Thousands pay respects to Cardinal Cahal Daly
Published 04/01/2010 | 06:54
Thousands of people turned out to pay their last respects to Cardinal Cahal Daly as his remains were taken from St Peter's Cathedral in west Belfast to his final resting place of Armagh.
The body of His Eminence Cardinal Daly, former Catholic Primate of All-Ireland, lay in state at St Peter's over the weekend where mourners came from far and away to reflect by his coffin and pay a final tribute.
They joined Cardinal Daly's relatives, including his brother and sister, friends and fellow clergy as a moving service was held to mark his removal from the cathedral before his coffin was taken to St Patrick's Cathedral in Armagh, where he will lie until Requiem Mass is held tomorrow.
The retired cleric, born in Loughguile, Co Antrim, had a history of heart trouble and was rushed to Belfast City Hospital where he died on Thursday evening surrounded by family and friends.
A procession of more than 60 clergy including priests, canons, bishops and cardinals, flanked the highly respected cardinal's coffin as it left St Peter's yesterday, following a serene service which was bathed in stain-glass light and colour emanating around the altar.
The main celebrant was Dr Noel Treanor, Bishop of Down and Connor, who blessed the coffin with holy water and incense. His auxiliaries were Bishop Anthony Farquhar, and Bishop Donal McKeown. Also in attendance was Bishop Emeritus Patrick Walsh, and Cardinal Desmond Connell, from the Dublin Archdiocese.
Rev Houston McKelvey from the Church of Ireland was also there and gave the scripture reading during the ceremony for the 92-year-old.
The psalms, Schola Cantorum, were sung by brothers Rev Fr Eugene and Martin O'Hagan, also known as two thirds of The Singing Priests. One of the last things Cardinal Daly did before he fell ill was to have his photograph taken with the recording sensations.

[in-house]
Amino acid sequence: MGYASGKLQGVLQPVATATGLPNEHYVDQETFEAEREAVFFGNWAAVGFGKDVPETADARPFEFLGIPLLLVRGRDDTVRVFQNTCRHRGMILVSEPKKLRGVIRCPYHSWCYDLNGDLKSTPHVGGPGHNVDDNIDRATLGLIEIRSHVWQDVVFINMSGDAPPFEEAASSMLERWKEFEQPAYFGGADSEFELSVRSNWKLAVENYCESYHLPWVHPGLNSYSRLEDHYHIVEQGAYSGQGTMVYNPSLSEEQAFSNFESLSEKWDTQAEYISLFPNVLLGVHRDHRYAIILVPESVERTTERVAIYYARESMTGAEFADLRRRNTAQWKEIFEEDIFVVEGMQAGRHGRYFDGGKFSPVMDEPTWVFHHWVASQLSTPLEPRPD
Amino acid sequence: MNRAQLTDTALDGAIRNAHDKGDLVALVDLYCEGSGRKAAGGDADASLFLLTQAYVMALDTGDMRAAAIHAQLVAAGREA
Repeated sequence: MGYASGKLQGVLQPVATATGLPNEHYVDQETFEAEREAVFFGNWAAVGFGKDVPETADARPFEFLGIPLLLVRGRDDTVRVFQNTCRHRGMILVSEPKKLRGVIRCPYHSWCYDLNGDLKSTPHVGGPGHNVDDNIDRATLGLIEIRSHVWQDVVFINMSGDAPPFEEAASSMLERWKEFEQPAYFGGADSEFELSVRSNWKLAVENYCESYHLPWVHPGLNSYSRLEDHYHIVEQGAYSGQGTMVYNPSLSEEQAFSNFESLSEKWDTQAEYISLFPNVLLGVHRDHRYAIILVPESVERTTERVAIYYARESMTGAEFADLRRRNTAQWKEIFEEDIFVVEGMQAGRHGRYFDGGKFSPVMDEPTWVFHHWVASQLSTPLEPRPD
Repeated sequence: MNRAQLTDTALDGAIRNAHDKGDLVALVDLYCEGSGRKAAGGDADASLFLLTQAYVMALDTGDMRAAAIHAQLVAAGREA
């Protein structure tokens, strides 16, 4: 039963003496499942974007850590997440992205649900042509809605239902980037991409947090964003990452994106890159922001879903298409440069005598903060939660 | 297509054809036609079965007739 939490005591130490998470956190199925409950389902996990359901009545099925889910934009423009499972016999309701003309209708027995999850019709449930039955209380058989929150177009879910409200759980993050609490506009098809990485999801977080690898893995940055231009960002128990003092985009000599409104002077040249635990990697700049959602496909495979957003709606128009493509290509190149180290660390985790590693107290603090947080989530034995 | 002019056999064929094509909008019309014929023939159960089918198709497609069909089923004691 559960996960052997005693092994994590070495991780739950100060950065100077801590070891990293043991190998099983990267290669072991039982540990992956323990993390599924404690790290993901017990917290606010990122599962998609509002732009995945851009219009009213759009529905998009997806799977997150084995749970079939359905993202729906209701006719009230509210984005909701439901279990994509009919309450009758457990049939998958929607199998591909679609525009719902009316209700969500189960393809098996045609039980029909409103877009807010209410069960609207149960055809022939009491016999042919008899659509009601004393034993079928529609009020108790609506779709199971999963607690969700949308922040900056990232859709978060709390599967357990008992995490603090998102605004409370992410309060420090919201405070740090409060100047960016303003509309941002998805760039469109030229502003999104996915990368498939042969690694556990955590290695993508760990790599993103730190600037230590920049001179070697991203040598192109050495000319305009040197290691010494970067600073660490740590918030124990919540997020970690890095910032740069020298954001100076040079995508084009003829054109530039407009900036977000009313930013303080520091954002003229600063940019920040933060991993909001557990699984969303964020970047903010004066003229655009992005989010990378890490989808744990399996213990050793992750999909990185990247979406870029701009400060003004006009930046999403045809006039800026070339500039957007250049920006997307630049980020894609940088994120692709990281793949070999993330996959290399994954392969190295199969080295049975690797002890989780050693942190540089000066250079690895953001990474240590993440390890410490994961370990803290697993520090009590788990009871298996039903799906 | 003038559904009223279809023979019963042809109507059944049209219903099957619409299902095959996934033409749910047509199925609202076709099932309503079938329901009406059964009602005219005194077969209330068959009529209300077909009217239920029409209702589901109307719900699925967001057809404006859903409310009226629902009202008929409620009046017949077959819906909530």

A homily was delivered by Very Rev Edward O'Donnell, a former secretary to the Cardinal who is now a parish priest at St Anne's Parish, Belfast.
In his address, Rev O'Donnell said Cardinal Daly "lived with the profound realisation that his witness as a Christian, and his ministry as a bishop, would be hopelessly inadequate if he did not understand the call to holiness as a deeply personal call to live in the friendship of Christ Jesus".
One of the coffin bearers was Rev Fr Brian Daly, a nephew of the cardinal and parish priest in Cushendall and Cushendun.
Members of the public who gathered in the cathedral for the service spoke of his significance in their own lives.
Attracta Clarke, a music teacher from St Patrick's Primary School, Crossmaglen, said: "I was first introduced to Cardinal Daly when he came to confirm the children 20 years ago, I always had great respect for him."
Another woman parishioner at St Peter's, who did not wish to be named, said: "I respect him, he did try to help during the Troubles and was very friendly and helpful, he never turned anyone away, he helped everyone behind the scenes."
Another woman, from Ardkeen Parish, Kircubbin, said: "I think he was a great man, with great integrity and during the Troubles he was very positive about any decisions that he had to make. He was a very firm man dedicated to his faith."
Husband and wife, Sean and Alice Carolan, from Ardee, Co Louth, said: "We came here to pay respects. We never met him personally. We were in Belfast and we decided to come up here. He was a man of peace he did a lot of work quietly and was always against violence, he was a hard worker and always seemed to be speaking out."
On Saturday, Pope Benedict sent a telegram to Cardinal Brady, expressing his sorrow at the death of Cardinal Daly.